By McKenna Middleton | Opinion Editor
Most students wait in eager anticipation for the special Tuesday when Baylor grants a much-needed academic break and fun events spring up around campus. For those who contribute to the maintenance of the university’s most vital functions, however, Diadeloso plans are thwarted by responsibility.
Students who worked on Dia still often find time to take part in festivities, whether before or after their shifts.
Moody Memorial Library was open during its regular hours from 7 a.m. to 1 a.m. Some of the library’s student employees, including Bedford sophomore Sandra Miruka, spent some of her day behind a desk, ready to assist library patrons. Miruka has worked at the Tech Point Desk in the library for about a year and said she worked for two hours on Tuesday morning. She said this followed her usual shift schedule, but that she didn’t want to work on Dia.
“The library is still open, so we’re still having our shifts in motion. I just really wanted this whole day off. Also, I wanted to sleep, too,” Miruka said. “But, I’m excited because I get off at a good time so I can still go out and enjoy things that are going to happen later today.”
Some students with jobs on campus were able to take the day off for Dia, but still decided to use that time to be productive. Burnet junior Joseph Clarkson said, since the beginning of this semester, he has worked at the Honors College Office on Tuesdays.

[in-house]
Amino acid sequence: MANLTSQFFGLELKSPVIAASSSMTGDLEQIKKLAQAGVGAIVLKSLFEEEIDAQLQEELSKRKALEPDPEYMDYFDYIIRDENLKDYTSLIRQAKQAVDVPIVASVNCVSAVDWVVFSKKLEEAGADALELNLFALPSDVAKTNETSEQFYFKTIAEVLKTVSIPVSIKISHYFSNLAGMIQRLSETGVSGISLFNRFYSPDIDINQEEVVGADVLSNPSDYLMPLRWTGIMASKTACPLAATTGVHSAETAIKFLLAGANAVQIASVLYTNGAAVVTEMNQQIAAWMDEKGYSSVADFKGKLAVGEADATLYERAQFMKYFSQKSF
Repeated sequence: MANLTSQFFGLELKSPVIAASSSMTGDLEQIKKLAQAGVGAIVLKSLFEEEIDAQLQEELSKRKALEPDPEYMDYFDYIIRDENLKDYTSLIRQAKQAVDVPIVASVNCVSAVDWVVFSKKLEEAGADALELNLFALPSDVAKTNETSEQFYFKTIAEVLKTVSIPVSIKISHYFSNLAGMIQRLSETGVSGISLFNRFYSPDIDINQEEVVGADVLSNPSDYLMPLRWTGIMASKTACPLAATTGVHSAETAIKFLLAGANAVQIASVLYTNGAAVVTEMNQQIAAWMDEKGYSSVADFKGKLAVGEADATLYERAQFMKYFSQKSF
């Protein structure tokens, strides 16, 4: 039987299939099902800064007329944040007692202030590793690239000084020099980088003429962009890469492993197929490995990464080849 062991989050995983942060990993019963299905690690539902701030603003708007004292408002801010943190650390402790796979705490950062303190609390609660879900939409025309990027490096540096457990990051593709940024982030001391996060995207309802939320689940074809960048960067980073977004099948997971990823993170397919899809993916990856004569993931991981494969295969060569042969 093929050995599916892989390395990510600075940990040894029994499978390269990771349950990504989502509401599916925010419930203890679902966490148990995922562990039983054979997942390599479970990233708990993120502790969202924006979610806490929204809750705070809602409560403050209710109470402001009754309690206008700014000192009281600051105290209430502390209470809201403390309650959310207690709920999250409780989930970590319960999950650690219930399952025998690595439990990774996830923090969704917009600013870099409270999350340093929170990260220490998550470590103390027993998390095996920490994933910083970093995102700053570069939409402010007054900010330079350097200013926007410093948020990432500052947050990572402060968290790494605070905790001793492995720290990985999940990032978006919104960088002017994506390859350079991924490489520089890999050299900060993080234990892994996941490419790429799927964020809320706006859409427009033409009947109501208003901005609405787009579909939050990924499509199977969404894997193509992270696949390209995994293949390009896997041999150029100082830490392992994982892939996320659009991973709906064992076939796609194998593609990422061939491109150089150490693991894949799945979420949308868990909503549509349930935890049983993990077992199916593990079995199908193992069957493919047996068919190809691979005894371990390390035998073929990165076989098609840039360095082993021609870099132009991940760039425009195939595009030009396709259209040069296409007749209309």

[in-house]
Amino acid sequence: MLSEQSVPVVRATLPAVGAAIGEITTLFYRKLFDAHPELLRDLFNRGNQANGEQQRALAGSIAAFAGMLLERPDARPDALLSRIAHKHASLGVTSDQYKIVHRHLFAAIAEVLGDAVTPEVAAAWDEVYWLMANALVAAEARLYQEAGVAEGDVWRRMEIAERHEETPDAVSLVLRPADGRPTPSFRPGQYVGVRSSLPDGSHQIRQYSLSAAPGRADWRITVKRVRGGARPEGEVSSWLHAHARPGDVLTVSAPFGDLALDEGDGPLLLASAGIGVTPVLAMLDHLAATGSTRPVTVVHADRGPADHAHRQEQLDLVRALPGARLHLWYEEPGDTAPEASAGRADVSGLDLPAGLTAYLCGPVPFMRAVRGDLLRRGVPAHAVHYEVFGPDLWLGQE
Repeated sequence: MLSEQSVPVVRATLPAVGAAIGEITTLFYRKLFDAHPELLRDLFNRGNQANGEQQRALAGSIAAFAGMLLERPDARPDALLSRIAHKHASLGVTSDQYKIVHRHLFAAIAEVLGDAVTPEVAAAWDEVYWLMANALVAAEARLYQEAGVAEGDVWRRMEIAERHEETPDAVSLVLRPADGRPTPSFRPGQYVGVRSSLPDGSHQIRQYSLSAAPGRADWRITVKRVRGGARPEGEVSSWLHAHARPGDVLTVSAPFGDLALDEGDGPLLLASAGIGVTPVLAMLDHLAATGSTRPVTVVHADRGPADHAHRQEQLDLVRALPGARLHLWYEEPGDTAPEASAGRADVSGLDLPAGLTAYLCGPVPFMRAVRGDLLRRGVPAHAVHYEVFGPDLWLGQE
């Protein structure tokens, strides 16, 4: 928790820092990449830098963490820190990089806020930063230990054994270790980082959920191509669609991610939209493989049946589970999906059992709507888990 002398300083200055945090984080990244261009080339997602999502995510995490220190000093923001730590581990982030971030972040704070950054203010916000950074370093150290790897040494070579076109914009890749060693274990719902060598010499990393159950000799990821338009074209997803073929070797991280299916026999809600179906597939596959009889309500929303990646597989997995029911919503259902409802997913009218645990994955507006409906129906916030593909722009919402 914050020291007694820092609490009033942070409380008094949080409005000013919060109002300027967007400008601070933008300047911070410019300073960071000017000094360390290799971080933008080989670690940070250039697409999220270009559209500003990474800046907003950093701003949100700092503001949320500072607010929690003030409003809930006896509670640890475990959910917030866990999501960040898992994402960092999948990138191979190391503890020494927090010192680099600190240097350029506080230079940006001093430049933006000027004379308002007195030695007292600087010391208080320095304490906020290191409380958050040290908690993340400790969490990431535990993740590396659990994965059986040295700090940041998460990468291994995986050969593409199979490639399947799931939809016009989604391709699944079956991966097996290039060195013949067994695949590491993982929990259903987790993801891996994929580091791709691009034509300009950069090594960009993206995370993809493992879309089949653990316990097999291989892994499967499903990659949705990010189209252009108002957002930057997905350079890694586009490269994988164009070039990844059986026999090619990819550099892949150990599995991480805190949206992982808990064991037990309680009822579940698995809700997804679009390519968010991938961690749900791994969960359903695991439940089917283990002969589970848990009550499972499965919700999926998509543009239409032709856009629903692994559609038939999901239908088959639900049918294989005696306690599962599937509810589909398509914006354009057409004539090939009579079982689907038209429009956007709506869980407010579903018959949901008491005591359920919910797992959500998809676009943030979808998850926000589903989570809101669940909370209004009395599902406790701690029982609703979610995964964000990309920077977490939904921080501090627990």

“Today they cancelled work to give us a break before Honors Week, when things become very busy in the office,” Clarkson said. “I think I’ll use the extra time to work on a paper and presentation that are due next week.”
Lubbock sophomore Kaylee Wilson has been working as a student tour guide at the Wiethorn Undergraduate Admissions Center since August. She spent four hours of Dia at work, but not because it fell within her normal schedule. She volunteered to work on Dia, since the office only needed a few students to perform the visitor center duties that day.
“We actually didn’t offer any campus tours to incoming prospective students. We do have two group tours that are just groups of middle schoolers coming in wanting to walk around campus,” Wilson said. “Those are normally more basic anyways, especially if it’s middle schoolers. We do a walking tour just around the perimeter of campus. There will probably be a lot of questions about what’s going on, and we might have to change our route, but not much is different about the group tours.”
Although the Pullin Family Marina and Russell Gymnasium were closed on Dia, Campus Recreation employees could be found monitoring the pools, assisting with the rock walls and serving from the front desk of the Student Life Center after 6 p.m.
Campus Recreation employee and Plano senior Brian Chimezie spent his past Nochedeloso and Diadeloso working at the Student Life Center. He said these shifts just happened to fit into his regular schedule, but that working didn’t completely hinder his Dia plans.
“At first I was [bummed], but once I started working it just felt like a normal day to me. I kind of got used to it,” Chimezie said. “I just basically hung out with my friends … It was still good. Today on Dia we hung out at a beach. So we still did some Dia-esque stuff.”